Economic trends

Defensive play: hedging against rising uncertainty

Equity markets could be in for a downturn, calling for a balanced investment approach

The US equity market bull-run is in its eighth year, and – if the S&P500 index holds up until the end of May – will be the second-longest in US history. This begs the inevitable question: is this going to last? And, if not, how could investors hedge against an eventual downturn?

The first question is always difficult to answer with any degree of certainty. This became apparent in the first quarter when US stocks plunged more than 10 per cent from the start of the year until mid-February, only to bounce back and recoup the early-year losses by April. The factors behind the early-year sell-off – concerns about slowing growth in the US and China, falling commodity prices and worries about a sharp devaluation in the Chinese currency – also led to the subsequent rebound as those concerns eased.

In our view, the latest rally masks an increasingly uncertain outlook for global growth and earnings

However, investors should not be lulled into complacency by the recovery in riskier assets – which included a strong rebound in commodities, emerging market stocks and higher yielding bonds from oversold levels.

In our view, the latest rally masks an increasingly uncertain outlook for global growth and earnings. Economic headwinds from the US and Japan also warrant a cautious investment approach. Given this, we believe the rally offers an opportunity to partially rebalance out of equities into more defensive assets, such as bonds and alternative strategies, which are less likely to move in tandem with equity markets.

Headwinds from the US

US corporate earnings are forecast to have fallen by 6 per cent in the first quarter of 2016 from a year ago. That would make it the third straight quarter of earnings decline. Although the energy and materials sectors are largely to blame, there are signs of broad-based weakness in demand – corporate revenues are estimated to have fallen for the fifth straight quarter. For sure, we are seeing some stabilisation in full-year earnings expectations after several months of downgrades, but this needs to be watched closely.

Moreover US wages, which have remained subdued so far, may become a concern over the coming months as the job market tightens. Also, there has been a perceptible downtrend in US auto sales since late last year, taking the shine off a recent pick-up in manufacturing sector business confidence.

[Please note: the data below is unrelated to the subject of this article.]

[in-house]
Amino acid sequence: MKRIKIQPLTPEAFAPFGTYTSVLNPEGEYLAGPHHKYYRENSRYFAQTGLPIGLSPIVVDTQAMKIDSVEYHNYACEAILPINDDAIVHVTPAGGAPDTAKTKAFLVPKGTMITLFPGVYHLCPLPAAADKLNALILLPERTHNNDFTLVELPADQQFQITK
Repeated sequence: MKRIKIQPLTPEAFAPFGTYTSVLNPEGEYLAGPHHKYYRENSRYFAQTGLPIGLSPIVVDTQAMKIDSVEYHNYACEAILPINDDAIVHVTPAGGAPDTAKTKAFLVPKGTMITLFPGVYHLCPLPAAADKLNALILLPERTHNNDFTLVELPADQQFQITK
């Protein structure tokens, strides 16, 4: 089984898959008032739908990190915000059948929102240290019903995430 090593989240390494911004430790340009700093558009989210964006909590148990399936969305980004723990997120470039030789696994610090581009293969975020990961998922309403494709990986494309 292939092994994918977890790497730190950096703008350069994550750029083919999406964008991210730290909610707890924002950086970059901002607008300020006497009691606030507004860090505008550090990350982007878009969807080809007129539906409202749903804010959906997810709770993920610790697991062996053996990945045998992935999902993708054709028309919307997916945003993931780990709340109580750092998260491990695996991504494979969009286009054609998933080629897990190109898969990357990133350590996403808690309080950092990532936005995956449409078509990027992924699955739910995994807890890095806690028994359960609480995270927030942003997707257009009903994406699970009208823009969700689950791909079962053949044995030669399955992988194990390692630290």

Headwinds from Japan

Meanwhile, Japan’s economy has taken a turn for the worse.

The Bank of Japan’s latest ‘Tankan survey’ of Japanese businesses showed manufacturers were downbeat on the outlook for business conditions and investment spending as the Japanese yen rebounded, making exporters less competitive; annual spring-time wage negotiations for the manufacturing sector were disappointing, and there are increasing questions about the Bank of Japan’s ability to revive growth and inflation – all of which have raised doubts about the Prime Minister’s plans to revive the economy through fiscal and monetary stimulus and structural reforms.

Time to be cautious

Although equities could still deliver positive returns, the uncertainty surrounding these returns has risen significantly, in our opinion. As a result, after years of adding exposure to equities, we believe it’s time to adopt a more balanced approach. For a multi-asset investor, the recent rally offers an opportunity to shift the risk profile to a more conservative stance, moving towards bonds and alternative assets.

Within fixed income, we prefer corporate credit, especially US investment-grade bonds.

In Asia, we favour regional US dollar-denominated investment-grade corporate bonds, as the region’s emerging markets remain healthier than developing economies in other parts of the world, such as Latin America and Eastern Europe, partly due to its lower exposure to commodities, sturdier external balances and stronger domestic demand. Investment-grade corporate bonds could also mitigate the risk that China’s slowdown could lead to deterioration in credit quality, in our view.

 

 

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